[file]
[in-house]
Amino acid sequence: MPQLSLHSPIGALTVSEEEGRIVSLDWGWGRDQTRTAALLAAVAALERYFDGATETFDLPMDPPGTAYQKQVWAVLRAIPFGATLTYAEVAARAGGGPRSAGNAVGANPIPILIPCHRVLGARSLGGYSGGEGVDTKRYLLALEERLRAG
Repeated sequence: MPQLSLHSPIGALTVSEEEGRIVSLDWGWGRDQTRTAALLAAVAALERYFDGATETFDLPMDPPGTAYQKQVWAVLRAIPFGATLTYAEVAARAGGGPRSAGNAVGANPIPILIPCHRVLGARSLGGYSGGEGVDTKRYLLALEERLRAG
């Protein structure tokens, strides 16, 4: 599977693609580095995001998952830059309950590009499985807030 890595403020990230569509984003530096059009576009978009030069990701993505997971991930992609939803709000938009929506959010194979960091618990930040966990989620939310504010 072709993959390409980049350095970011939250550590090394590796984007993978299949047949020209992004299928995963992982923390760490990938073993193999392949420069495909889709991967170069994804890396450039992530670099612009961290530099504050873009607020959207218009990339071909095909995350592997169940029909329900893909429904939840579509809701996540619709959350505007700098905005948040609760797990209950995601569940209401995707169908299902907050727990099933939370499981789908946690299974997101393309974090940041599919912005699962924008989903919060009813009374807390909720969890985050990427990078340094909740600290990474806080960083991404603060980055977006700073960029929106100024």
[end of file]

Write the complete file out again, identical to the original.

[in-house]
Amino acid sequence: MPQLSLHSPIGALTVSEEEGRIVSLDWGWGRDQTRTAALLAAVAALERYFDGATETFDLPMDPPGTAYQKQVWAVLRAIPFGATLTYAEVAARAGGGPRSAGNAVGANPIPILIPCHRVLGARSLGGYSGGEGVDTKRYLLALEERLRAG
Repeated sequence: MPQLSLHSPIGALTVSEEEGRIVSLDWGWGRDQTRTAALLAAVAALERYFDGATETFDLPMDPPGTAYQKQVWAVLRAIPFGATLTYAEVAARAGGGPRSAGNAVGANPIPILIPCHRVLGARSLGGYSGGEGVDTKRYLLALEERLRAG
């Protein structure tokens, strides 16, 4: 599977693609580095995001998952830059309950590009499985807030 890595403020990230569509984003530096059009576009978009030069990701993505997971991930992609939803709000938009929506959010194979960091618990930040966990989620939310504010 072709993959390409980049350095970011939250550590090394590796984007993978299949047949020209992004299928995963992982923390760490990938073993193999392949420069495909889709991967170069994804890396450039992530670099612009961290530099504050873009607020959207218009990339071909095909995350592997169940029909329900893909429904939840579509809701996540619709959350505007700098905005948040609760797990209950995601569940209401995707169908299902907050727990099933939370499981789908946690299974997101393309974090940041599919912005699962924008989903919060009813009374807390909720969890985050990427990078340094909740600290990474806080960083991404603060980055977006700073960029929106100024």